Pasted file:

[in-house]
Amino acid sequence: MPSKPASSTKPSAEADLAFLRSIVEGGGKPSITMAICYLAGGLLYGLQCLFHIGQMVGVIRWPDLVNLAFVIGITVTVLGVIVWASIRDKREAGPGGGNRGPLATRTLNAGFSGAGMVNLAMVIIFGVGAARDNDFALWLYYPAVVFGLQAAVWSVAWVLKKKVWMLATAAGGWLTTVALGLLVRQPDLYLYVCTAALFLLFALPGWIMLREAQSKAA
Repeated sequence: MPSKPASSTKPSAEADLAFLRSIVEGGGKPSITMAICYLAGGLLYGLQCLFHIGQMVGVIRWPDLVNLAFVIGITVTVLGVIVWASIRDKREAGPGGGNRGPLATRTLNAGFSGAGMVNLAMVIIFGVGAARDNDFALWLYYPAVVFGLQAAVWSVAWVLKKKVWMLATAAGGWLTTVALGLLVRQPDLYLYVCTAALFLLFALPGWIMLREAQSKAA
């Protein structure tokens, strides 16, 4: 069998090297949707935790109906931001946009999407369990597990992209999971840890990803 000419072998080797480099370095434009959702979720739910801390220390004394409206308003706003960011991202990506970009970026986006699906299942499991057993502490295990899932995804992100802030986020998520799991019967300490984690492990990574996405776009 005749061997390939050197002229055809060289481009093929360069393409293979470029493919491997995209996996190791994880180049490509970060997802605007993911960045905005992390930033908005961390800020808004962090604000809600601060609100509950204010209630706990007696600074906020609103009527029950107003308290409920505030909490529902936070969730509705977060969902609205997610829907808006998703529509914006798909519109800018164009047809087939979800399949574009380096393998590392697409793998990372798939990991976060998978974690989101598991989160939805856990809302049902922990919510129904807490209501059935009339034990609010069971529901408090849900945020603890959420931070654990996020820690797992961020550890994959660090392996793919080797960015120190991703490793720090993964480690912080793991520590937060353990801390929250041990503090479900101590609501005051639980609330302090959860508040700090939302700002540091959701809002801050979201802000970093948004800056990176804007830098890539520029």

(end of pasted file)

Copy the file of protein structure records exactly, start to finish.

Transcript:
[in-house]
Amino acid sequence: MPSKPASSTKPSAEADLAFLRSIVEGGGKPSITMAICYLAGGLLYGLQCLFHIGQMVGVIRWPDLVNLAFVIGITVTVLGVIVWASIRDKREAGPGGGNRGPLATRTLNAGFSGAGMVNLAMVIIFGVGAARDNDFALWLYYPAVVFGLQAAVWSVAWVLKKKVWMLATAAGGWLTTVALGLLVRQPDLYLYVCTAALFLLFALPGWIMLREAQSKAA
Repeated sequence: MPSKPASSTKPSAEADLAFLRSIVEGGGKPSITMAICYLAGGLLYGLQCLFHIGQMVGVIRWPDLVNLAFVIGITVTVLGVIVWASIRDKREAGPGGGNRGPLATRTLNAGFSGAGMVNLAMVIIFGVGAARDNDFALWLYYPAVVFGLQAAVWSVAWVLKKKVWMLATAAGGWLTTVALGLLVRQPDLYLYVCTAALFLLFALPGWIMLREAQSKAA
């Protein structure tokens, strides 16, 4: 069998090297949707935790109906931001946009999407369990597990992209999971840890990803 000419072998080797480099370095434009959702979720739910801390220390004394409206308003706003960011991202990506970009970026986006699906299942499991057993502490295990899932995804992100802030986020998520799991019967300490984690492990990574996405776009 005749061997390939050197002229055809060289481009093929360069393409293979470029493919491997995209996996190791994880180049490509970060997802605007993911960045905005992390930033908005961390800020808004962090604000809600601060609100509950204010209630706990007696600074906020609103009527029950107003308290409920505030909490529902936070969730509705977060969902609205997610829907808006998703529509914006798909519109800018164009047809087939979800399949574009380096393998590392697409793998990372798939990991976060998978974690989101598991989160939805856990809302049902922990919510129904807490209501059935009339034990609010069971529901408090849900945020603890959420931070654990996020820690797992961020550890994959660090392996793919080797960015120190991703490793720090993964480690912080793991520590937060353990801390929250041990503090479900101590609501005051639980609330302090959860508040700090939302700002540091959701809002801050979201802000970093948004800056990176804007830098890539520029």